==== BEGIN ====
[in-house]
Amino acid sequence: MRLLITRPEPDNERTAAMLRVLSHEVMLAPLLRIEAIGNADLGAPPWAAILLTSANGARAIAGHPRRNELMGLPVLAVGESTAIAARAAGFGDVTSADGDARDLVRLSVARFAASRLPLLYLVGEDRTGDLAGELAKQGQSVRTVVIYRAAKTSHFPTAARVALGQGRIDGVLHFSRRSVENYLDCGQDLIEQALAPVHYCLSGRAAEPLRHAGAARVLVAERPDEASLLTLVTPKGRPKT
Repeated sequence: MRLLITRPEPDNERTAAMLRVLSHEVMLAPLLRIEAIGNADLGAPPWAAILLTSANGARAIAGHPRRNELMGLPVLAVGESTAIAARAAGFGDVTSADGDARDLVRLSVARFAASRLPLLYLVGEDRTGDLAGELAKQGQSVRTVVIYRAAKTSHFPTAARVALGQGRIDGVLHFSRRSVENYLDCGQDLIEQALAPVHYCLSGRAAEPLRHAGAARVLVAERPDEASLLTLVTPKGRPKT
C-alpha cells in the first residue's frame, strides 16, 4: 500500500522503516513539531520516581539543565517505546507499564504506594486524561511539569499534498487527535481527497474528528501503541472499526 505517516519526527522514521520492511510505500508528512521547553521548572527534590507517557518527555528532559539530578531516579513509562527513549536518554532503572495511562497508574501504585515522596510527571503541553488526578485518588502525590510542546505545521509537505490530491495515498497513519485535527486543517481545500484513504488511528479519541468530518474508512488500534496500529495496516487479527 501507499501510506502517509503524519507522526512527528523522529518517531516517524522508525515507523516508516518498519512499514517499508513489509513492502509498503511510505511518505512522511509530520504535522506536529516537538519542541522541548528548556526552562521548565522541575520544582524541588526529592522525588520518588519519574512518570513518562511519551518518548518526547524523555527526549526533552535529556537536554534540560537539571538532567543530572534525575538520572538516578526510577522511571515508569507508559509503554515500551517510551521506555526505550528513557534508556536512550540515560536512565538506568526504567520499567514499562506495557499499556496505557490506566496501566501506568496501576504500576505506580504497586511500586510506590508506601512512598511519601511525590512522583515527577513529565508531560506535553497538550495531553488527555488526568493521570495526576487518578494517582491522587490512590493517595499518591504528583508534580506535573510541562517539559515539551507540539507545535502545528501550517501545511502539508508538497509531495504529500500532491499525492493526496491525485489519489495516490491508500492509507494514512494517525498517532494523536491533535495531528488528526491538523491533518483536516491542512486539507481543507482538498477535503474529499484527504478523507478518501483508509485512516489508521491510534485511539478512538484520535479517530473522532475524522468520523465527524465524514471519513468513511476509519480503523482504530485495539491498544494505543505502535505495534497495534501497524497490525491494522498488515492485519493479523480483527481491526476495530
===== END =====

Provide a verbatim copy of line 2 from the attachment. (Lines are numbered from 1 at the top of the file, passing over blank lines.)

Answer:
Amino acid sequence: MRLLITRPEPDNERTAAMLRVLSHEVMLAPLLRIEAIGNADLGAPPWAAILLTSANGARAIAGHPRRNELMGLPVLAVGESTAIAARAAGFGDVTSADGDARDLVRLSVARFAASRLPLLYLVGEDRTGDLAGELAKQGQSVRTVVIYRAAKTSHFPTAARVALGQGRIDGVLHFSRRSVENYLDCGQDLIEQALAPVHYCLSGRAAEPLRHAGAARVLVAERPDEASLLTLVTPKGRPKT